When it comes to finances, it’s scary to hear people in support of the person who just spent an additional $45,000 of our tax dollars to send a mailing that accomplished nothing in the primary election, has had continued voter turnout declines in part due to the confusing/conflicting information from her office, does not look to new avenues to connect and promote voting, asks for $300,000 for an election that cost less than $100,00 because she doesn’t take cost/voter data from our own elections, is constantly asking for more of our tax dollars while giving less and the budget is relative to the surrounding counties based upon the number of registered voters, and the list goes on. It is broke and it does need to be fixed.

    • FlaglerLive says:

      BW, you’re right in so far as what Trey Corbett has taken in only when including in-kind contributions, which add up to $213.98. But we specify that these campaign finance numbers are based entirely on monetary contributions and expenditures, as reported by Trey Corbett himself.

      In his last report, ending Sept. 14, Corbett reported total monetary contributions to date of $6,154. He reported total monetary expenditures of $6,302. That works out to a deficit of $147.74, by Trey Crobett’s reporting. You’re welcome to have a look for yourself. Here’s Crobett’s last campaign finance filing.

      • Magnolia says:

        $147.74? We have a County Administrator who is in the hole $4 million and you’re picking on a candidate for a $147.74 deficit in his campaign?


        [Magnolia, you’re overreaching. Like most local governments in Florida this year and last, and the year before that, Flagler County had a gap to close going into the fiscal year that starts Oct. 1. It closed it. The report on Corbett’s finances stated that he had a deficit in his campaign. That was reported. Period. Please don’t draw ludicrous conclusions by association–FL].

      • What-a-Joke says:

        Must be all the budget experience Corbett claims he has that makes him comfortable with a deficit campaign balance. After all, this is how he runs his personal finances too according to his filed financial disclosure statement. What is scary is that Trey wants us voters to believe he can actually manage the elections office, and he wants our vote! WOW!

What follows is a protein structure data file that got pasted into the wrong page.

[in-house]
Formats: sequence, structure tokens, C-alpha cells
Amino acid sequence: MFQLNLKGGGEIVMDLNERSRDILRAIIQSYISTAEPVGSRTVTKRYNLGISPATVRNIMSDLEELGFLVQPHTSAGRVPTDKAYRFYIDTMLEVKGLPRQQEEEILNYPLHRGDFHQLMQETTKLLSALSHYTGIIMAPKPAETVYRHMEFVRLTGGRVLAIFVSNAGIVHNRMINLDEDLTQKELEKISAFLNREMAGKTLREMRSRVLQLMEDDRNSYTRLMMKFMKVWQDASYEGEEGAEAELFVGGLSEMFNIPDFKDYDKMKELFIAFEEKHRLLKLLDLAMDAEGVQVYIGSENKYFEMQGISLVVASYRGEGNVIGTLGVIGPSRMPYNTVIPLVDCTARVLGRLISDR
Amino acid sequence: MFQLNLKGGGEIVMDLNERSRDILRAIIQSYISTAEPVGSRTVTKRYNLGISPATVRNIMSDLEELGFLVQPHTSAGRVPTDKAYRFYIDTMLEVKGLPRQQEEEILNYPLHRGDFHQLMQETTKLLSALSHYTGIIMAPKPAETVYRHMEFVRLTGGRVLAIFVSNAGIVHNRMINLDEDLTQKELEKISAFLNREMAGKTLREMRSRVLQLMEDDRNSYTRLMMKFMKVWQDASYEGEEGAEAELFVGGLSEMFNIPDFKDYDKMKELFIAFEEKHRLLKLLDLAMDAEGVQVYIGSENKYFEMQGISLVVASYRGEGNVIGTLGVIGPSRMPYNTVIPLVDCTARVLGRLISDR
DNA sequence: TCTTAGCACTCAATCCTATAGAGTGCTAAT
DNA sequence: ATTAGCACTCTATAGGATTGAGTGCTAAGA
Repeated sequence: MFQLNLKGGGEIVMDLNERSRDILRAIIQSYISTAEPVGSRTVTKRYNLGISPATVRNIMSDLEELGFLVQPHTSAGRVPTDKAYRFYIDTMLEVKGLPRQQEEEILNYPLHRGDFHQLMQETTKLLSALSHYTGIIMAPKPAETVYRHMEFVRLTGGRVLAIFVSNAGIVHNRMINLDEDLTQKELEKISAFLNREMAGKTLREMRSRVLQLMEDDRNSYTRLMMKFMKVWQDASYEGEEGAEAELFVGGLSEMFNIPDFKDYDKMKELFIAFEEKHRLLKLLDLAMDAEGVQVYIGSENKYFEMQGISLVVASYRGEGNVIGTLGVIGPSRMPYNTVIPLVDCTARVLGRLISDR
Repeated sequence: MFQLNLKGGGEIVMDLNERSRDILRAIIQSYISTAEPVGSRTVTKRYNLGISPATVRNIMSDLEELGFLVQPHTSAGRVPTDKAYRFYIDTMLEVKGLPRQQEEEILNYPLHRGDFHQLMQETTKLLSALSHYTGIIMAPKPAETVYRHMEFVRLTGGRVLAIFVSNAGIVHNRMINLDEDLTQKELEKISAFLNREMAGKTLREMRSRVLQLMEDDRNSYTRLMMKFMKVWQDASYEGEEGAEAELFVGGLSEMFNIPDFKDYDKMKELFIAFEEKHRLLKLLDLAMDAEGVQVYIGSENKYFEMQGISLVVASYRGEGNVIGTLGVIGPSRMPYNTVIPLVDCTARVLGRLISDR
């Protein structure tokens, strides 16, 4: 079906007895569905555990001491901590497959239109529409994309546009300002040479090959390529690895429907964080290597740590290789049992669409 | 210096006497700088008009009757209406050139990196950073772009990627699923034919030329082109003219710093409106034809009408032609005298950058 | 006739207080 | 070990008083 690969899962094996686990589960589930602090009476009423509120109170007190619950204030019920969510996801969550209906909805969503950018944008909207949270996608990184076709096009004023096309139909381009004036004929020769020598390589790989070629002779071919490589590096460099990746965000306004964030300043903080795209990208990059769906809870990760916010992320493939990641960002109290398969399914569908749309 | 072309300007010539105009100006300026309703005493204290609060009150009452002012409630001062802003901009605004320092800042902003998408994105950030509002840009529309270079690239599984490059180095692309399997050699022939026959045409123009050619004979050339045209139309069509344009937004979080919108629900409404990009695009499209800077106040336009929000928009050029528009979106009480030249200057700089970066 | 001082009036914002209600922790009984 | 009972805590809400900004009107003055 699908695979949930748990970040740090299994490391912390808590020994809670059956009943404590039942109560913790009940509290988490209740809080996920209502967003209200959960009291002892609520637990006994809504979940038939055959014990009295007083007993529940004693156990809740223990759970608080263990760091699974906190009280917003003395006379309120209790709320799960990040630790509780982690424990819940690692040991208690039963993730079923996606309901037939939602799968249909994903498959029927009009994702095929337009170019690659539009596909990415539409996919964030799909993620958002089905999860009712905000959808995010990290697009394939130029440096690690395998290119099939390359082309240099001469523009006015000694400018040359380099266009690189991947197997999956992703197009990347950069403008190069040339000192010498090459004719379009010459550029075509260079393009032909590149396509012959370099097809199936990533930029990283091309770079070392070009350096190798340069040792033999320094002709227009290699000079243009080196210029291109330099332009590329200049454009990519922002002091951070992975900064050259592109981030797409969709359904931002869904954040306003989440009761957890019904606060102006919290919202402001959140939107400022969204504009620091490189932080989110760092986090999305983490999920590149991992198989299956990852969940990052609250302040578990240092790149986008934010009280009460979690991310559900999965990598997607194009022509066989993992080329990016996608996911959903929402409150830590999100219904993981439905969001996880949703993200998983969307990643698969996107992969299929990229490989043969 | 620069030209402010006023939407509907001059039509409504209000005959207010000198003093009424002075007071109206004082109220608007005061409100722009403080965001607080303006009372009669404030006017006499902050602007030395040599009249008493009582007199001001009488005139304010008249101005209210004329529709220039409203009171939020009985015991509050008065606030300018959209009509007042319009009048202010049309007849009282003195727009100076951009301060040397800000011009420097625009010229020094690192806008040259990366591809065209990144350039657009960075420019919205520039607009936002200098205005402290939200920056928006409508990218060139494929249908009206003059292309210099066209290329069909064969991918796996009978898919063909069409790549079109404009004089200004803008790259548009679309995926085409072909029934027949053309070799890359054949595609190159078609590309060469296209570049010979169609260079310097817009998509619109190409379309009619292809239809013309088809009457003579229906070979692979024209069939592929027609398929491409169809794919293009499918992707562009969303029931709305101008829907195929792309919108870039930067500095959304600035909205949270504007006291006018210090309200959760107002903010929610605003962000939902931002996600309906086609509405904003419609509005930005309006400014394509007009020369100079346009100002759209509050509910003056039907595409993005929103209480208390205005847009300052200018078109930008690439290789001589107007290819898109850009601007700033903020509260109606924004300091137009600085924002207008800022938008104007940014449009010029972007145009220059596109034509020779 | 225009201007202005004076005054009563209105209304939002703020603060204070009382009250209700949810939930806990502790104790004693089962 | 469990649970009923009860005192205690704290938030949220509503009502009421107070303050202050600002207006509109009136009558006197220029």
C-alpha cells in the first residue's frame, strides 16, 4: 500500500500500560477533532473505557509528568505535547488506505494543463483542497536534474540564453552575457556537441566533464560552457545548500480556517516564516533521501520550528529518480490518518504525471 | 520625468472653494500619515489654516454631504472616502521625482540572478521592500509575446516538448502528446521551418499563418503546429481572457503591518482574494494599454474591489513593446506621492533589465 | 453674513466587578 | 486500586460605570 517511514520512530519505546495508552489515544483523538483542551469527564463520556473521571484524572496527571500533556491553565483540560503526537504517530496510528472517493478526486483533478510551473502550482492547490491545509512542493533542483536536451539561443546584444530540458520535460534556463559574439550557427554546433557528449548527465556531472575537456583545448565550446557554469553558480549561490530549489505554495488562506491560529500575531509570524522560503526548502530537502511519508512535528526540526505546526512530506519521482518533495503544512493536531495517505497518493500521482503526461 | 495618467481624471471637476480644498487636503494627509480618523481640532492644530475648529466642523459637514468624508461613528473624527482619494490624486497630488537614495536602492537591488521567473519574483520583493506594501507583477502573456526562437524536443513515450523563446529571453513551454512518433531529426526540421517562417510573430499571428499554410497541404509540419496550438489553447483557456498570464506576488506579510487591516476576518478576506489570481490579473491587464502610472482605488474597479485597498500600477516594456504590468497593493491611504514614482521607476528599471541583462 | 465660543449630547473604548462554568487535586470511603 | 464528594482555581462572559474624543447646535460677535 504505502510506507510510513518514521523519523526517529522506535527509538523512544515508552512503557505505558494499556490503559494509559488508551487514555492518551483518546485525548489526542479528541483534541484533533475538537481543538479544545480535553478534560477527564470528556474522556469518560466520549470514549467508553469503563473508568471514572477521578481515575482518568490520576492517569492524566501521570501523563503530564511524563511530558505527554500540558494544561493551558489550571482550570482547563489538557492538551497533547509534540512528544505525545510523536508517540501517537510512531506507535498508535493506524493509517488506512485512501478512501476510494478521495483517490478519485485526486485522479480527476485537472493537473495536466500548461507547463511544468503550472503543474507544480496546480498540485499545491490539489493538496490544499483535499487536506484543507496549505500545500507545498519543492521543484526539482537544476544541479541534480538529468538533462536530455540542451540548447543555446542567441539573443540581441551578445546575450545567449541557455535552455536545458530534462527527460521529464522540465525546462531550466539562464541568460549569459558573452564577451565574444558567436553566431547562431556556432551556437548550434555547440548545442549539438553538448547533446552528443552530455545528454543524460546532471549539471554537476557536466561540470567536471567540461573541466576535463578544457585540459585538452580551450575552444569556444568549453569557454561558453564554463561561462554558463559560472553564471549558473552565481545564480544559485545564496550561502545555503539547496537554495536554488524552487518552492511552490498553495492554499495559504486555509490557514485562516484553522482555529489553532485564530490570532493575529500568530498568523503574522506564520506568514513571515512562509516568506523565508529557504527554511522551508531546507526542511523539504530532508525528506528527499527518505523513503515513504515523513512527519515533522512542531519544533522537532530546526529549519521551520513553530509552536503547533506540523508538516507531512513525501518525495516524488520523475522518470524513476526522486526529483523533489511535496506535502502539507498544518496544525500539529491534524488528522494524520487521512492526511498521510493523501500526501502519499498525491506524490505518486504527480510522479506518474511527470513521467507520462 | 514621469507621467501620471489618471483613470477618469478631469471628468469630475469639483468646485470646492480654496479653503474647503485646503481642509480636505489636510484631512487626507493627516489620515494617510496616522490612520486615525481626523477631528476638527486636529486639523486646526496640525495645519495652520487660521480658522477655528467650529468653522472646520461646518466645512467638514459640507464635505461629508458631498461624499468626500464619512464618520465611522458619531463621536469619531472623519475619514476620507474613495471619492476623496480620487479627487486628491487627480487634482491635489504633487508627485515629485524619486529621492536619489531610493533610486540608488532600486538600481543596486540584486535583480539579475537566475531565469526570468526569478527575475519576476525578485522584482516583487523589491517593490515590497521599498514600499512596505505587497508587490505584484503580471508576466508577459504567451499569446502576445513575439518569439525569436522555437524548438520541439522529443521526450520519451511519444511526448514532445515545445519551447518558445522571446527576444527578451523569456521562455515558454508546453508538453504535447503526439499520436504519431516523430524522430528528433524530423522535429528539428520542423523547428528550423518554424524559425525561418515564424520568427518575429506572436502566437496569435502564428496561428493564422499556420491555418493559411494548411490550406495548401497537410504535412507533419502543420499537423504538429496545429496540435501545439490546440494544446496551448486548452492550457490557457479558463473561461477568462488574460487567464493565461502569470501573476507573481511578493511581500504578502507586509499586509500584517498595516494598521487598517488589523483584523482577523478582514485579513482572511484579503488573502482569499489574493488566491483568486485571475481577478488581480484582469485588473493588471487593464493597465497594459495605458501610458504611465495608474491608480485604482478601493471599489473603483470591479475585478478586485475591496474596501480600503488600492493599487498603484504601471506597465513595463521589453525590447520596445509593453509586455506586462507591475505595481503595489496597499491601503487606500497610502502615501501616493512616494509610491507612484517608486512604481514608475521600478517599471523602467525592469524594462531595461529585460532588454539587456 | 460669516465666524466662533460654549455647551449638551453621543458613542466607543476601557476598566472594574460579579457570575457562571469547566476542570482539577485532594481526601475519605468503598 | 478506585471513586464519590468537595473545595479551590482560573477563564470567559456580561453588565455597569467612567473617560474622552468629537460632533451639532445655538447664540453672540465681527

Thanks Flaglerlive for setting the record straight.

      • BW says:

        You are correct and I misunderstood. Thank you for the correction and shedding light on a topic and strategy some candidates use that can be confusing and misleading for local voters.

  9. PJ says:

    Why would I vote for a person taking monies from developers?

    If I can believe in the myth that Meeker is in it for the greater good I may vote for him. However, I feel this is not good poltics and remember ths is my opinion only. I simply question Meeker is it a nice way to plan for your retirement set yourself up for a consultants gig with these companies when you get out of your other political jobs, both of them.

    On his opponent Abigail Romaine this is a new face. Fresh and not yet and may never be spoiled. I also like the fact her monies are citizen driven. So she would likely vote for the greater good not for the few that think they are greater then the greater good.

    Beaven and Holland this is a no brainer. Local folks that care about our area not driven by the political machine.

    Corbett vs. Weeks ok the guy is under-funded a few bucks short of his goal so we say he is not budget wise. Not realy fair to judge him yet.
    Let’s not get started on Weeks she started out her job on day one giving bonuses. Where is she prudent with taxpayer monies? Weeks is a bad manager ripped up at one of the County Commission meetings so bad I expected that the Commission was going to ask for her resignation. She is a bad manager and I rather give Corbett a chance then go through several more years of REALLY BAD MANAGEMENT and no positive plan for the future of voting.

    I’m a resident and voter who votes, thank you America for allowing me to voice my opinions what a great county we live in!!!
    Great article from Flagler Live this is why I read it.

    • The the truth is says:

      Weeks has done a excellent job in her position and has been identifed as one of the top 13 Supervisors in the State by the Governor.

      It is not about how much money you take in, it is about how you manage what you take in.

      FlaglerLive says:
      September 23, 2012 at 5:51 pm
      BW, you’re right in so far as what Trey Corbett has taken in only when including in-kind contributions, which add up to $213.98. But we specify that these campaign finance numbers are based entirely on monetary contributions and expenditures, as reported by Trey Corbett himself.

      In his last report, ending Sept. 14, Corbett reported total monetary contributions to date of $6,154. He reported total monetary expenditures of $6,302. That works out to a deficit of $147.74, by Trey Crobett’s reporting. You’re welcome to have a look for yourself. Here’s Crobett’s last campaign finance filing.

      • Magnolia says:

        Weeks hasn’t done an excellent job. She has changed the voting locations for each of the last 3 elections.